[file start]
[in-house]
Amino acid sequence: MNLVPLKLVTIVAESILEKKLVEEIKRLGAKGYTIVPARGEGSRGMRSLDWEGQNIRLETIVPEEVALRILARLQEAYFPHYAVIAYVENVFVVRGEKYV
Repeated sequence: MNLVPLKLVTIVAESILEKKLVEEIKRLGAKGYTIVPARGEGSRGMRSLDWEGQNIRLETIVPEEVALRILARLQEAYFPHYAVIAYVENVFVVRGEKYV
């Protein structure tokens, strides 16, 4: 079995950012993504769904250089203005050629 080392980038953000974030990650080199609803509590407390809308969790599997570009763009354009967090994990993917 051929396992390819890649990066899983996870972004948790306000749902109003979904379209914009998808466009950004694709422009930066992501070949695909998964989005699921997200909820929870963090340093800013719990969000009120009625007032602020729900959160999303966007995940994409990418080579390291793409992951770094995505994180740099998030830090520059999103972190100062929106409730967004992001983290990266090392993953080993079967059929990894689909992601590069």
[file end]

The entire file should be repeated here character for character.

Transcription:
[in-house]
Amino acid sequence: MNLVPLKLVTIVAESILEKKLVEEIKRLGAKGYTIVPARGEGSRGMRSLDWEGQNIRLETIVPEEVALRILARLQEAYFPHYAVIAYVENVFVVRGEKYV
Repeated sequence: MNLVPLKLVTIVAESILEKKLVEEIKRLGAKGYTIVPARGEGSRGMRSLDWEGQNIRLETIVPEEVALRILARLQEAYFPHYAVIAYVENVFVVRGEKYV
């Protein structure tokens, strides 16, 4: 079995950012993504769904250089203005050629 080392980038953000974030990650080199609803509590407390809308969790599997570009763009354009967090994990993917 051929396992390819890649990066899983996870972004948790306000749902109003979904379209914009998808466009950004694709422009930066992501070949695909998964989005699921997200909820929870963090340093800013719990969000009120009625007032602020729900959160999303966007995940994409990418080579390291793409992951770094995505994180740099998030830090520059999103972190100062929106409730967004992001983290990266090392993953080993079967059929990894689909992601590069």